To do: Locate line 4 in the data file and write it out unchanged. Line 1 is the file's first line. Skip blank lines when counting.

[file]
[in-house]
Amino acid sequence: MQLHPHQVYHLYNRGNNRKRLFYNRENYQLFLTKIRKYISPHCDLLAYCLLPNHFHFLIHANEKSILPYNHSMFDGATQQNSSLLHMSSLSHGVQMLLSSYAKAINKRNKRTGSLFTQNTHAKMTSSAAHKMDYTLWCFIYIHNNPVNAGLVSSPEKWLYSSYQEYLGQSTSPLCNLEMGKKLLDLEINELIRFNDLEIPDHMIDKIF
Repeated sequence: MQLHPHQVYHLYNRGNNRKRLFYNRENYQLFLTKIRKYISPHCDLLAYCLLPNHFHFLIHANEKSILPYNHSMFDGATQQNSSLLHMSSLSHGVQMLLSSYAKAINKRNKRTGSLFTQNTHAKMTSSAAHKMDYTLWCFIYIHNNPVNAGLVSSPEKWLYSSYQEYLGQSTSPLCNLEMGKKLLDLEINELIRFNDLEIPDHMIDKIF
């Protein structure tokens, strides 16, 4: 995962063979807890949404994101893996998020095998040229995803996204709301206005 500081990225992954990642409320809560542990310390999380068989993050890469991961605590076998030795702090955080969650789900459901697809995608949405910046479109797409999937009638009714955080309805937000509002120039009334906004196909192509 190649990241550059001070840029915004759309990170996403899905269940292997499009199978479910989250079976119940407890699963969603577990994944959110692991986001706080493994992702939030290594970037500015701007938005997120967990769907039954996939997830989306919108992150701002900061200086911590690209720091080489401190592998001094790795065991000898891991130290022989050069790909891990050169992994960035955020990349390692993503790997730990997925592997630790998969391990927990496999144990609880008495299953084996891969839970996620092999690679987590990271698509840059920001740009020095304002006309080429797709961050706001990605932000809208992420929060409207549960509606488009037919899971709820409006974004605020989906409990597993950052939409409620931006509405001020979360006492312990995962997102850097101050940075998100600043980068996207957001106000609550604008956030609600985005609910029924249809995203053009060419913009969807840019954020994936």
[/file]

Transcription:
């Protein structure tokens, strides 16, 4: 995962063979807890949404994101893996998020095998040229995803996204709301206005 500081990225992954990642409320809560542990310390999380068989993050890469991961605590076998030795702090955080969650789900459901697809995608949405910046479109797409999937009638009714955080309805937000509002120039009334906004196909192509 190649990241550059001070840029915004759309990170996403899905269940292997499009199978479910989250079976119940407890699963969603577990994944959110692991986001706080493994992702939030290594970037500015701007938005997120967990769907039954996939997830989306919108992150701002900061200086911590690209720091080489401190592998001094790795065991000898891991130290022989050069790909891990050169992994960035955020990349390692993503790997730990997925592997630790998969391990927990496999144990609880008495299953084996891969839970996620092999690679987590990271698509840059920001740009020095304002006309080429797709961050706001990605932000809208992420929060409207549960509606488009037919899971709820409006974004605020989906409990597993950052939409409620931006509405001020979360006492312990995962997102850097101050940075998100600043980068996207957001106000609550604008956030609600985005609910029924249809995203053009060419913009969807840019954020994936």